If you're a buyer that's tuned into the eBay community at all, you may have heard sellers complaining in recent years about the performance of their auctions, the number of bids they've been receiving, and their placement (or lack thereof) in best match search results. To put things bluntly, a lot of smaller sellers find that eBay auctions are not performing nearly as well as fixed price listings, and some have been fairly bent out of shape about it.
Whatever isn't good for sellers, though, is good for buyers, and if auction format listings are something that many sellers are considering avoiding, that means that auction format listings are probably a buyer's market these daysand in many cases, that turns out to be true.
There are some serious deals to be had on auctions, items that sell for winning bids that are 30-50 percent less than they are selling for in fixed price listings on eBay. But you have to know how to find them. Here are some tips to help you:
- Get out of best match search results. One of the things that has
hurt bid frequency the most for smaller sellers is a disadvantageous best
match search placement, which in more practical buyer's terms means that
there are a lot of small sellers' auctions that almost nobody is seeing
because they're buried on page umpteen-plus of search resultsor, some
claim, are not appearing at all. To get out of best match results, click on
the "Best Match" that is the default selection of the "Sort by:" drop-down
list at the far right of your browser and select one of the other options
- Don't bother with "Top-rated seller" auctions. Because of the
placement and marketing advantages that these sellers enjoy, most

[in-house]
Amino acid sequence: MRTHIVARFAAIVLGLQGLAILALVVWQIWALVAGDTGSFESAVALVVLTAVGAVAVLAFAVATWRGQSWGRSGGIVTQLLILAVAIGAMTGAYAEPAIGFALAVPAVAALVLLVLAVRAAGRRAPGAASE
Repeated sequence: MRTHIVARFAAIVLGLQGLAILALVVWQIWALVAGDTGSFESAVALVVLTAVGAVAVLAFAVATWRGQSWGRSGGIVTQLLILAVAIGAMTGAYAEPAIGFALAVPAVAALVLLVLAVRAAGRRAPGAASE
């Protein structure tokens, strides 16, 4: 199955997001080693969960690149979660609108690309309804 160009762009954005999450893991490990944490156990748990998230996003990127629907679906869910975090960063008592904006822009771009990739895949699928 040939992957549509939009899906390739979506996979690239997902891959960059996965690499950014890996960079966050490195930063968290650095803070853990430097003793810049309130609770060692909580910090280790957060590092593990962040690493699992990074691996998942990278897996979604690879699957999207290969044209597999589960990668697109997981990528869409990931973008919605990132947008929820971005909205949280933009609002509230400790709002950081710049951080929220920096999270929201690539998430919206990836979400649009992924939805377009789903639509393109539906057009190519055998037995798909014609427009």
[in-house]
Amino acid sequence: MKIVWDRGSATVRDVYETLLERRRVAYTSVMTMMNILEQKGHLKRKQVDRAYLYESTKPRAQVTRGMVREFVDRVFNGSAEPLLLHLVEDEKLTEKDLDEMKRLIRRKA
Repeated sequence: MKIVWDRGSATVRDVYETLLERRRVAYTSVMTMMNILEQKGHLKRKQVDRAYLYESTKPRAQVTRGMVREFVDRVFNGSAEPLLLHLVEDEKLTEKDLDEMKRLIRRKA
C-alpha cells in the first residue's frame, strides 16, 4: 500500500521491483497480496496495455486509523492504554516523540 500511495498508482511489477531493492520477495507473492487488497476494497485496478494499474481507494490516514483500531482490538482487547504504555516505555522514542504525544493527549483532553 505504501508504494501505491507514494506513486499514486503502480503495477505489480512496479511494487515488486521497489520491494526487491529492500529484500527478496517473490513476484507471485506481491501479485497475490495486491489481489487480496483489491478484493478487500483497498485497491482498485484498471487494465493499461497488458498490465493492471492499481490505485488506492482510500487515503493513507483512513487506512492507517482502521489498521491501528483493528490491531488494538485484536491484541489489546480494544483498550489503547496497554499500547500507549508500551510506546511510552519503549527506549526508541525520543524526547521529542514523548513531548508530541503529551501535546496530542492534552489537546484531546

top-rated seller auctions are going to do fairly well, which means that as a buyer you won't
be getting a ridiculous steal on them. Instead, look for sellers with
feedback profiles and reasonable
feedback scores that nonetheless aren't
getting any special treatment from eBay.
- Don't look for and bid on currently ending auctions during your free
time. Most people share the same blocks of free timeevenings,
weekends, and holidays. That's why sellers have long known the importance of
listing timing for maximizing winning bid values. If you want
to score with an underbid auction, you need to focus on those that are
ending when nobody is looking, and that have low bid counts (which means
that no-one has found them yet). Try weekdays during working hours and the
wee hours of the morning.
- Focus on older models rather than the latest and greatest. If
you're looking at consumer goods that come in editions or models of some
kind, search a couple of models back to find listings that have fewer
bidders searching for them. No need to go so far back that you're shopping
for obsolete goods, just far enough back that the model you're searching for
isn't the one on the tip of everyone's tongue just now.
- Keep searching for hidden deals. Auction listings that are
misspelled, miscategorized, or misrecognizedif you can find themare
still the best auction listings to pursue if you want to pay pennies on the
dollar for something. They're not exactly common these days, with selling
tools both on eBay and off eBay improving constantly, but they're still out
- Be patient and don't lose your head. Know how much you're willing to pay beforehand and don't exceed that. Don't get discouraged if the first listing you bid on ends up selling for a reasonable market price. If you're determined to buy low, then bid low and stick to it. It might not happen for you on the first auction or even the fourth or fifth, but it will happen.
As always, some buyers will doubt whether there really are any good deals to be had on eBay these days (or, in the case of some buyers, whether there ever were in the first place). But ask any seller that used to post lots of eBay auctions and they'll likely tell you that these days a small but bigger-than-it-used-to-be percentage of their auctions end up giving some lucky buyer an alarmingly good deal.